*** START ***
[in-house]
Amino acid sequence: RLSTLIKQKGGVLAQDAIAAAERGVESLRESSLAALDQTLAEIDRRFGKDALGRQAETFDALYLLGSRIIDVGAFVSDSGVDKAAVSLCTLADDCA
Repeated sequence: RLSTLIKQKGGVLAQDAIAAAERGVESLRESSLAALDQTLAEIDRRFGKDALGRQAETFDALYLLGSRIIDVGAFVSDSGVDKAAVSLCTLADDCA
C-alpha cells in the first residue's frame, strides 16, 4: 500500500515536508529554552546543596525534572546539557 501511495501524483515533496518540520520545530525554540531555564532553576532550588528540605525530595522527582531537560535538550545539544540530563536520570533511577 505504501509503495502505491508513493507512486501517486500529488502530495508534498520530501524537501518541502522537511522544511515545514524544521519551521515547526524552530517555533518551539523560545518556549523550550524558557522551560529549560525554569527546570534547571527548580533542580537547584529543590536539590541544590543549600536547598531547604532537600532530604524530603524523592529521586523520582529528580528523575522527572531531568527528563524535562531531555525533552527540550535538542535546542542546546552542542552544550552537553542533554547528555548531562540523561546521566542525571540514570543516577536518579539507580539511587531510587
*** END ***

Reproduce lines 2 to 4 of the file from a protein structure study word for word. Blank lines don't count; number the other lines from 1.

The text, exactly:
Amino acid sequence: RLSTLIKQKGGVLAQDAIAAAERGVESLRESSLAALDQTLAEIDRRFGKDALGRQAETFDALYLLGSRIIDVGAFVSDSGVDKAAVSLCTLADDCA
Repeated sequence: RLSTLIKQKGGVLAQDAIAAAERGVESLRESSLAALDQTLAEIDRRFGKDALGRQAETFDALYLLGSRIIDVGAFVSDSGVDKAAVSLCTLADDCA
C-alpha cells in the first residue's frame, strides 16, 4: 500500500515536508529554552546543596525534572546539557 501511495501524483515533496518540520520545530525554540531555564532553576532550588528540605525530595522527582531537560535538550545539544540530563536520570533511577 505504501509503495502505491508513493507512486501517486500529488502530495508534498520530501524537501518541502522537511522544511515545514524544521519551521515547526524552530517555533518551539523560545518556549523550550524558557522551560529549560525554569527546570534547571527548580533542580537547584529543590536539590541544590543549600536547598531547604532537600532530604524530603524523592529521586523520582529528580528523575522527572531531568527528563524535562531531555525533552527540550535538542535546542542546546552542542552544550552537553542533554547528555548531562540523561546521566542525571540514570543516577536518579539507580539511587531510587